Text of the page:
|START Conference Manager|
Emergency Department (ED) residents perceive Internet resources as reliable and regularly search the Internet to answer clinical questions in the ED. To determine the validity of the Internet and the Google® Search Engine, as a source for accurate information to answer clinical questions in ED, a single blinded prospective study was conducted. The search strategies used by Emergency Medical Residents (EMR), and Internet resources most frequently visited to find answers to clinical questions were reviewed. Residents completed a PreTest consisting of questions that might routinely occur in ED, and were instructed to answer questions without outside resources, and if they were confident the information was suitable for patient care. Questions that EMR were unsure of, or had answered incorrectly on the PreTest, were used to create a Google® Test. On the pretest 32% of the questions that residents answered were correct, while 28% were incorrect. Residents were unsure of 40% of the questions that they responded to. On the Google® Test 59% of residents’ responses were correct, 33% were incorrect and residents were unsure of 8%. Percent of unsure answers dropped significantly when residents searched Google®. Results indicated EMR are naive searchers who use single word or short phrase searches and derive query terms directly from the questions; advanced search features of Google® were not used; and websites frequently visited were designed for laypersons, sites for publishers, medical journals, and Google® Scholar and Google® Books. Results also indicated that while EMR often retrieved inaccurate information using Google® they believed the information was reliable enough to use in patient care. Findings have major implications for medical informatics, medical practice, and patient safety. Providing Internet access in ED should be carefully reviewed for reliability as a tool for teaching and clinical decision-making. Also, education of EMR should include training on Internet and database searching.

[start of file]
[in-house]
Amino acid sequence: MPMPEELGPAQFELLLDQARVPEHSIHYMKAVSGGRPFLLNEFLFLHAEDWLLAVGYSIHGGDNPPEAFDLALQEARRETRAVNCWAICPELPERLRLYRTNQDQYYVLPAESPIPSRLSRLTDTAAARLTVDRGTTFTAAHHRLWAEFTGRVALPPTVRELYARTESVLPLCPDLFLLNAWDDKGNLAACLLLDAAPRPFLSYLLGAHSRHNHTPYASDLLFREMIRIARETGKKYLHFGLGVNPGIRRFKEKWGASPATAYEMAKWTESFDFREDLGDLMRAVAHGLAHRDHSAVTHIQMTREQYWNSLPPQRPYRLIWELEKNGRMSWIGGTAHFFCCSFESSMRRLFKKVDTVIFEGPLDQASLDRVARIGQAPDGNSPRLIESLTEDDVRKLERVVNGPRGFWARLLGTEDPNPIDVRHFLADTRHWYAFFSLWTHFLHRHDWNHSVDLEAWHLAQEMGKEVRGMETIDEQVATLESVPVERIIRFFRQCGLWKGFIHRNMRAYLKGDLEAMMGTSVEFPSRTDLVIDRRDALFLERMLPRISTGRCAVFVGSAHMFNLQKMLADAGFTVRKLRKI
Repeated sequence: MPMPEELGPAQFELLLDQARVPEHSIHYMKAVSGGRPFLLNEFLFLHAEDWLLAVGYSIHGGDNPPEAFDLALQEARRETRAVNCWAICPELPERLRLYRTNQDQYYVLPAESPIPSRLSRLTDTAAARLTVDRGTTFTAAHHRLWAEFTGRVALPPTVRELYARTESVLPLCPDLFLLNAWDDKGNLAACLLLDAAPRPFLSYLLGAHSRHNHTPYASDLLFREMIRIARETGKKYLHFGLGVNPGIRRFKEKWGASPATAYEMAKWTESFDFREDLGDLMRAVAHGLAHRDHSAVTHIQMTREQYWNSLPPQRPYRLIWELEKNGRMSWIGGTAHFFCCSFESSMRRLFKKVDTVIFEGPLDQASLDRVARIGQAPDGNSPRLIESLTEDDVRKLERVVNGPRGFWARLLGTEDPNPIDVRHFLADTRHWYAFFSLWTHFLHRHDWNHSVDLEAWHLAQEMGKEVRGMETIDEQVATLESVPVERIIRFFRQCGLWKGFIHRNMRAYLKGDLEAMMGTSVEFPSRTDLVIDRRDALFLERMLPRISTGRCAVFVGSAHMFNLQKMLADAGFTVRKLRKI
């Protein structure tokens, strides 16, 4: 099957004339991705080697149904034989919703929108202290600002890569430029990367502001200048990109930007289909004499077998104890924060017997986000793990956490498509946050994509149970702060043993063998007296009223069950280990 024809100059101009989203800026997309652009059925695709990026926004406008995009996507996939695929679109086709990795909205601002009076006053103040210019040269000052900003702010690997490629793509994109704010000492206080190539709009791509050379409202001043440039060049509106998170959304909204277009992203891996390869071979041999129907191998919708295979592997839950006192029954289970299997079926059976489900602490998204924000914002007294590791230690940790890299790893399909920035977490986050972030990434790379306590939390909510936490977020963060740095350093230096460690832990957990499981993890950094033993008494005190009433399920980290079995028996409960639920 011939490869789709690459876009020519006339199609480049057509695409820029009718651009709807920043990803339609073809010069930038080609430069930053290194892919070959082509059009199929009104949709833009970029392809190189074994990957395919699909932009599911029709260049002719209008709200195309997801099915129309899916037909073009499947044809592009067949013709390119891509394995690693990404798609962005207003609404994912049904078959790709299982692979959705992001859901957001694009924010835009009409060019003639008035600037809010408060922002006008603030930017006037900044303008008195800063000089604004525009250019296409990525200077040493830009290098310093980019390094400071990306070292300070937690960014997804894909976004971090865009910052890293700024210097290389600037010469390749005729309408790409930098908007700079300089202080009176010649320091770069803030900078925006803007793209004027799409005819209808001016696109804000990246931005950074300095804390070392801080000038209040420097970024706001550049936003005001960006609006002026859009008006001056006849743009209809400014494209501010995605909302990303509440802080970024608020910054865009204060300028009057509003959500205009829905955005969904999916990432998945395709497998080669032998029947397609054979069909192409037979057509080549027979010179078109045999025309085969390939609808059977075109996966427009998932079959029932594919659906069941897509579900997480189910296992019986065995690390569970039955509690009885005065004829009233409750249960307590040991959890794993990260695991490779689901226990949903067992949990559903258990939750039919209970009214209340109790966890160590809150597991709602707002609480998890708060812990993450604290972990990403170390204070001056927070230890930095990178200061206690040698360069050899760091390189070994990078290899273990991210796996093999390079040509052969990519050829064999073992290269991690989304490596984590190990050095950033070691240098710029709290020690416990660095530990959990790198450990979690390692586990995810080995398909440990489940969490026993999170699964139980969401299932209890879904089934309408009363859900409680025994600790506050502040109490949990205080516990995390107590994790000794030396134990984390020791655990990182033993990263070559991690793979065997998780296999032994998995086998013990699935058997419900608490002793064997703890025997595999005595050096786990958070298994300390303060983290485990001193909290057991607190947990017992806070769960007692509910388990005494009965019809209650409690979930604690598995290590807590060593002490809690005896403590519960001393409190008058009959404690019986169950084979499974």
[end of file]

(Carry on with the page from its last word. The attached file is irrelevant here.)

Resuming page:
Program Track: Track 1 - Information Behaviour Submission Type: Short Paper
START Conference Manager (V2.56.8 - Rev. 1261)